Tuesday, 23 July 2013

I Wrote it My Way - Emma Calin

Today I am delighted to welcome Emma Calin who describes herself as a woman eternally pedaling between Peckham and Pigalle, in search of passion and enduring romance!

Born in London in 1962, she now lives part of the year in the UK and spends the rest in France. She has been writing since childhood and has won numerous local, national and international prizes for poetry and short stories.
Emma enjoys writing love stories firmly rooted in social realism (as do I!). She blogs about the contrasts in life on both sides of the English Channel, which she likes to explore on her tandem whenever weather and fitness coincide. Like me, she is a Lifestyle Contributor on Loveahappyending Lifestyle.
She explains:

'I have never been able to write about anything completely imaginary. I admire writers who can create worlds, magic or supernatural beings. I think I would have been very much at home with the books of the 1950s/60's such as “Room At The Top” by John Braine and “Saturday Night And Sunday Morning” by Alan Sillitoe.  These were “angry young men” writers. Both pop legend Morrissey and  group the  “Arctic Monkeys” acknowledge the influence of Sillitoe. Another influence was “Last Exit To Brooklyn” by Hubert Selby jnr. All of these books are social realist accounts of life either at the margins of society or among the proud working class. Social and class structures have changed since then. In the UK, there is no longer a stable blue collar class. Globalisation has swept away the certainties of that period. However, this was my childhood.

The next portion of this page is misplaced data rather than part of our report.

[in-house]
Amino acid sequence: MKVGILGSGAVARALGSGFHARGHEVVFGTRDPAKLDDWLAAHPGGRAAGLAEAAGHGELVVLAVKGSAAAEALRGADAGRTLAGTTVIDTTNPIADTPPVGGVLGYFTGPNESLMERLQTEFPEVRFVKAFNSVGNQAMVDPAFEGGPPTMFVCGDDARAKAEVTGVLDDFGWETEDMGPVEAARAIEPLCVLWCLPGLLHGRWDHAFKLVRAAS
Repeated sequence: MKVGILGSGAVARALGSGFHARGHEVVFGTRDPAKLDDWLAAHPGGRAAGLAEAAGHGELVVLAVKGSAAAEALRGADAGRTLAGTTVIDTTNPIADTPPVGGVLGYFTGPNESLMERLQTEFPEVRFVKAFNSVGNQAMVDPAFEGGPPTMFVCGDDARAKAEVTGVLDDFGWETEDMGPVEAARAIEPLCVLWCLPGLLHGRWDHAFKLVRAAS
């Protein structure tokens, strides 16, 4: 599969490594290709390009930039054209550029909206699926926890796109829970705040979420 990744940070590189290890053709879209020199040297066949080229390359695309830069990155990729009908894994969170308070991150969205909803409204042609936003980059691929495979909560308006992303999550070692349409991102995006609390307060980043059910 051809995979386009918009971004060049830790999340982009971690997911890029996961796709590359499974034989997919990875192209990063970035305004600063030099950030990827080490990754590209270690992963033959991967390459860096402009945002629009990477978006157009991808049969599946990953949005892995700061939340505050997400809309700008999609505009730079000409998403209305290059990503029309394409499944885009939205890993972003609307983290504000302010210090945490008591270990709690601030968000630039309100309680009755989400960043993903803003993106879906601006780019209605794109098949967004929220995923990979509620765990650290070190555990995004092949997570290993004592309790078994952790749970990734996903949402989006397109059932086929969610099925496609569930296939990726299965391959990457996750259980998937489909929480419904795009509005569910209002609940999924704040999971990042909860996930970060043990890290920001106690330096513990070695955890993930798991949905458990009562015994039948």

In writing the five units of  my newly launched Love in A Hopeless Place Collection  I have tried to catch the spirit of people who work manually in low paid jobs. I have followed a completely haphazard career path among such situations in order to write about them. The colour and resilience of these characters has always overawed me. My stories are a very humble tribute to some genuine true life heroes. The title does indeed come from the Rihanna track because it plays on a car radio in one of the novelettes in the collection. It also reflects the sentiment of the series. I have commented before that the only hopeless place for love is in a cold heart. There are few of those in this collection.

 Each of the five titles in the collection is available as a stand-alone e-book for Kindle, iPad, Android, Mac, PC etc.  on Amazon Worldwide:
Or you can save money and buy the complete 'boxed set' Love in a Hopeless Place Collection 
I would like to thank Miriam for having me on her blog as part of my 'Blowing My Own Trombone Book Launch Blog Tour'. If you would like to find out more about the books in my collection, see some excerpts and even hear me play the trombone.... (yes really!)'
Emma, it is very exciting to have you visit and always fascinating to know more about what inspires writers who are so different from each other. If you take a stroll through Miriam's Ramblings you will see what I mean. What leads authors to their chosen genre and style?

Thanks Emma!